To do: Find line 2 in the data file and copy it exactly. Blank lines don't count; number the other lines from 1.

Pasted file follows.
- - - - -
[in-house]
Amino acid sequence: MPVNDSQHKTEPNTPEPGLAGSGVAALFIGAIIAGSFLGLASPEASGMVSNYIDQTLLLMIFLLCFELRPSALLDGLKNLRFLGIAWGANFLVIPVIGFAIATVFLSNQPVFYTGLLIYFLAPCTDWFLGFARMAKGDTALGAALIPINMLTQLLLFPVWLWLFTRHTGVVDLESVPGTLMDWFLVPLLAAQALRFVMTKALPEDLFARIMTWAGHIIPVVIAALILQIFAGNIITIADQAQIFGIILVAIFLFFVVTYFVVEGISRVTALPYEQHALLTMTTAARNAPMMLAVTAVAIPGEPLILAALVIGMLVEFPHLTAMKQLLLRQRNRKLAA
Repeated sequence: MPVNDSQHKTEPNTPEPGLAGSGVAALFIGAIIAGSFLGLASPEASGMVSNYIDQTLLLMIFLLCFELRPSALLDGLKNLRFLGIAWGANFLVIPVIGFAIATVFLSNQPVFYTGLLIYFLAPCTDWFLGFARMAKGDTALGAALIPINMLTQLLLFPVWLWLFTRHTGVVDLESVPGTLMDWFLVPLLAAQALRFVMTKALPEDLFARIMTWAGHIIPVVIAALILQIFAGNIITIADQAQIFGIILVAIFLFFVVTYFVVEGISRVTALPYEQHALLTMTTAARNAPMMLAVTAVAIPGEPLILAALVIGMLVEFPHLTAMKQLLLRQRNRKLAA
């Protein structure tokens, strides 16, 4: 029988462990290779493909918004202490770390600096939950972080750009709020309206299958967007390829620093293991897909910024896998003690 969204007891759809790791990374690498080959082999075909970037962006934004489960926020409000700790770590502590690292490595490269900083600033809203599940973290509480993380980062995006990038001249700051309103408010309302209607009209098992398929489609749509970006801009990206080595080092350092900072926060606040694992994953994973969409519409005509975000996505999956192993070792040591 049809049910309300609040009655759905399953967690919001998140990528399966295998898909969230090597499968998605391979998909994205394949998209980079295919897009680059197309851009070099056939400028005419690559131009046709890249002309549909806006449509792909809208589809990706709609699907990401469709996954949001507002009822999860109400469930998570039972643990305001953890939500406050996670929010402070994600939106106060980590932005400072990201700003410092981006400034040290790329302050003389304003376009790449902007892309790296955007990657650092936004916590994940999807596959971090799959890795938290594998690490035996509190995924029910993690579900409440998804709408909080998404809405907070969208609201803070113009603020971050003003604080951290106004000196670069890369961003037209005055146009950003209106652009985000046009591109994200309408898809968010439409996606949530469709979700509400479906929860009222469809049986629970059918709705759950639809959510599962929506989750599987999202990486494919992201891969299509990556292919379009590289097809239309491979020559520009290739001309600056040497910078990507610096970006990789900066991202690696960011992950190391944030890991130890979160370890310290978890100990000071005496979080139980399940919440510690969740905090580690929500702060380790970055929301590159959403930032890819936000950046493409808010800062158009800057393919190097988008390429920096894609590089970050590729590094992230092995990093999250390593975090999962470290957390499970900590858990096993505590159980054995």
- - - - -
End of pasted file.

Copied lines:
Amino acid sequence: MPVNDSQHKTEPNTPEPGLAGSGVAALFIGAIIAGSFLGLASPEASGMVSNYIDQTLLLMIFLLCFELRPSALLDGLKNLRFLGIAWGANFLVIPVIGFAIATVFLSNQPVFYTGLLIYFLAPCTDWFLGFARMAKGDTALGAALIPINMLTQLLLFPVWLWLFTRHTGVVDLESVPGTLMDWFLVPLLAAQALRFVMTKALPEDLFARIMTWAGHIIPVVIAALILQIFAGNIITIADQAQIFGIILVAIFLFFVVTYFVVEGISRVTALPYEQHALLTMTTAARNAPMMLAVTAVAIPGEPLILAALVIGMLVEFPHLTAMKQLLLRQRNRKLAA